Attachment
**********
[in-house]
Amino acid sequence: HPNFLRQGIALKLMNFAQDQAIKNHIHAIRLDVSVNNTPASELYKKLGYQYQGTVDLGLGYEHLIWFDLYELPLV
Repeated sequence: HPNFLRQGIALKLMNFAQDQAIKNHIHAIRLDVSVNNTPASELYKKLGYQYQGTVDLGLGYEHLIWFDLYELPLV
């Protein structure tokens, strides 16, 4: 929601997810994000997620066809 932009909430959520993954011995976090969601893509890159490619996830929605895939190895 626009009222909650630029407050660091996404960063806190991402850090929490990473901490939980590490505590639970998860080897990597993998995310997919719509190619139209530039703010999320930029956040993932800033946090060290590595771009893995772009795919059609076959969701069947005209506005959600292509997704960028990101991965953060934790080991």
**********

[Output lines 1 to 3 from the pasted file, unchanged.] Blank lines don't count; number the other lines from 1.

[in-house]
Amino acid sequence: HPNFLRQGIALKLMNFAQDQAIKNHIHAIRLDVSVNNTPASELYKKLGYQYQGTVDLGLGYEHLIWFDLYELPLV
Repeated sequence: HPNFLRQGIALKLMNFAQDQAIKNHIHAIRLDVSVNNTPASELYKKLGYQYQGTVDLGLGYEHLIWFDLYELPLV